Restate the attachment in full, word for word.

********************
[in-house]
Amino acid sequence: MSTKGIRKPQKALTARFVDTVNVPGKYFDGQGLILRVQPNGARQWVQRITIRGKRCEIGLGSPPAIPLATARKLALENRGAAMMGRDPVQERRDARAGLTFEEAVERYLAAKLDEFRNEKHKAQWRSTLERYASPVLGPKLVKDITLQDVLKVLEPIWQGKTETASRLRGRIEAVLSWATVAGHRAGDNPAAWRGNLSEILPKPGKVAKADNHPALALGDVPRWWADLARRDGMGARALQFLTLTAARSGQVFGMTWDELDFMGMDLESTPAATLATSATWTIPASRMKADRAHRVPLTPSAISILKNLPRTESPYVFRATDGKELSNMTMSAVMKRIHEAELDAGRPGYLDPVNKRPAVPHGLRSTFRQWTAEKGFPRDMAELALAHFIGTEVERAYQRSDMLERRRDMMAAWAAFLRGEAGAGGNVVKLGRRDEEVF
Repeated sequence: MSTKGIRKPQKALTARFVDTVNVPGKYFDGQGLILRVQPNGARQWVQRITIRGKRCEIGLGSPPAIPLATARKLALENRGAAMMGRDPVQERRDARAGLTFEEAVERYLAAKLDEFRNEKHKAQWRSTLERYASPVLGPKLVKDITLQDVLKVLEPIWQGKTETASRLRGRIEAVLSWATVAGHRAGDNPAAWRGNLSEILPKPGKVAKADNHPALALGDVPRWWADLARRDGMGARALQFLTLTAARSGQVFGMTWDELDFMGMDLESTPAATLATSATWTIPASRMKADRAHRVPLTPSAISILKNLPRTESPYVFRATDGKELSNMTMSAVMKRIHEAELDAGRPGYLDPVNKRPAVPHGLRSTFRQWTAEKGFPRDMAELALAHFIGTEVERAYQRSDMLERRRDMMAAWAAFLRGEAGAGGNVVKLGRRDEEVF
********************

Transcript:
[in-house]
Amino acid sequence: MSTKGIRKPQKALTARFVDTVNVPGKYFDGQGLILRVQPNGARQWVQRITIRGKRCEIGLGSPPAIPLATARKLALENRGAAMMGRDPVQERRDARAGLTFEEAVERYLAAKLDEFRNEKHKAQWRSTLERYASPVLGPKLVKDITLQDVLKVLEPIWQGKTETASRLRGRIEAVLSWATVAGHRAGDNPAAWRGNLSEILPKPGKVAKADNHPALALGDVPRWWADLARRDGMGARALQFLTLTAARSGQVFGMTWDELDFMGMDLESTPAATLATSATWTIPASRMKADRAHRVPLTPSAISILKNLPRTESPYVFRATDGKELSNMTMSAVMKRIHEAELDAGRPGYLDPVNKRPAVPHGLRSTFRQWTAEKGFPRDMAELALAHFIGTEVERAYQRSDMLERRRDMMAAWAAFLRGEAGAGGNVVKLGRRDEEVF
Repeated sequence: MSTKGIRKPQKALTARFVDTVNVPGKYFDGQGLILRVQPNGARQWVQRITIRGKRCEIGLGSPPAIPLATARKLALENRGAAMMGRDPVQERRDARAGLTFEEAVERYLAAKLDEFRNEKHKAQWRSTLERYASPVLGPKLVKDITLQDVLKVLEPIWQGKTETASRLRGRIEAVLSWATVAGHRAGDNPAAWRGNLSEILPKPGKVAKADNHPALALGDVPRWWADLARRDGMGARALQFLTLTAARSGQVFGMTWDELDFMGMDLESTPAATLATSATWTIPASRMKADRAHRVPLTPSAISILKNLPRTESPYVFRATDGKELSNMTMSAVMKRIHEAELDAGRPGYLDPVNKRPAVPHGLRSTFRQWTAEKGFPRDMAELALAHFIGTEVERAYQRSDMLERRRDMMAAWAAFLRGEAGAGGNVVKLGRRDEEVF